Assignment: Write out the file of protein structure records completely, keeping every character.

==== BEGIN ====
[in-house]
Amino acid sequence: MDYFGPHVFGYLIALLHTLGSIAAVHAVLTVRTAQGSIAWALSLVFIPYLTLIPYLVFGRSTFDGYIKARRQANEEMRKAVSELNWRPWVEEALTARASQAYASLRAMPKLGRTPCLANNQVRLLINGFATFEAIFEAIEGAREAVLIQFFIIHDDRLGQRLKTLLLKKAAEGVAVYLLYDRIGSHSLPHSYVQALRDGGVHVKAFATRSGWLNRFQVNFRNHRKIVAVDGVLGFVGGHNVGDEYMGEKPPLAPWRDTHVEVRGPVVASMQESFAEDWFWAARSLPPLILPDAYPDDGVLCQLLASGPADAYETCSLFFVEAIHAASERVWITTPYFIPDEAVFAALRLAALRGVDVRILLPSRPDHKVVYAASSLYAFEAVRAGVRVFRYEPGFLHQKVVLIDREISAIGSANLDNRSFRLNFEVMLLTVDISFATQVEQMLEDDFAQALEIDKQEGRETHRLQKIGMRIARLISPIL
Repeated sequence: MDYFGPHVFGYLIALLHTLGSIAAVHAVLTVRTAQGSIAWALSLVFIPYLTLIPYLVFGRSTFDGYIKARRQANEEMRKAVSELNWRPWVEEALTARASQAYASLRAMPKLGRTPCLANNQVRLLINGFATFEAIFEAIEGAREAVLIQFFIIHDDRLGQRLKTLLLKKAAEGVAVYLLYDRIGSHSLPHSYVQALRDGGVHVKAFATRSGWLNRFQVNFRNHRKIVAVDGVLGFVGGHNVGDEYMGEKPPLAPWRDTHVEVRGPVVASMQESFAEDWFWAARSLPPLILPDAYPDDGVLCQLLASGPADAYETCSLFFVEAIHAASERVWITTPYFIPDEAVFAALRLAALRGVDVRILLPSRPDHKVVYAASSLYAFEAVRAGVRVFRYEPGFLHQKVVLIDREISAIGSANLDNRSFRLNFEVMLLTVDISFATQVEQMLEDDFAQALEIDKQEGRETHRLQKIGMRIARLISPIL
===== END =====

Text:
[in-house]
Amino acid sequence: MDYFGPHVFGYLIALLHTLGSIAAVHAVLTVRTAQGSIAWALSLVFIPYLTLIPYLVFGRSTFDGYIKARRQANEEMRKAVSELNWRPWVEEALTARASQAYASLRAMPKLGRTPCLANNQVRLLINGFATFEAIFEAIEGAREAVLIQFFIIHDDRLGQRLKTLLLKKAAEGVAVYLLYDRIGSHSLPHSYVQALRDGGVHVKAFATRSGWLNRFQVNFRNHRKIVAVDGVLGFVGGHNVGDEYMGEKPPLAPWRDTHVEVRGPVVASMQESFAEDWFWAARSLPPLILPDAYPDDGVLCQLLASGPADAYETCSLFFVEAIHAASERVWITTPYFIPDEAVFAALRLAALRGVDVRILLPSRPDHKVVYAASSLYAFEAVRAGVRVFRYEPGFLHQKVVLIDREISAIGSANLDNRSFRLNFEVMLLTVDISFATQVEQMLEDDFAQALEIDKQEGRETHRLQKIGMRIARLISPIL
Repeated sequence: MDYFGPHVFGYLIALLHTLGSIAAVHAVLTVRTAQGSIAWALSLVFIPYLTLIPYLVFGRSTFDGYIKARRQANEEMRKAVSELNWRPWVEEALTARASQAYASLRAMPKLGRTPCLANNQVRLLINGFATFEAIFEAIEGAREAVLIQFFIIHDDRLGQRLKTLLLKKAAEGVAVYLLYDRIGSHSLPHSYVQALRDGGVHVKAFATRSGWLNRFQVNFRNHRKIVAVDGVLGFVGGHNVGDEYMGEKPPLAPWRDTHVEVRGPVVASMQESFAEDWFWAARSLPPLILPDAYPDDGVLCQLLASGPADAYETCSLFFVEAIHAASERVWITTPYFIPDEAVFAALRLAALRGVDVRILLPSRPDHKVVYAASSLYAFEAVRAGVRVFRYEPGFLHQKVVLIDREISAIGSANLDNRSFRLNFEVMLLTVDISFATQVEQMLEDDFAQALEIDKQEGRETHRLQKIGMRIARLISPIL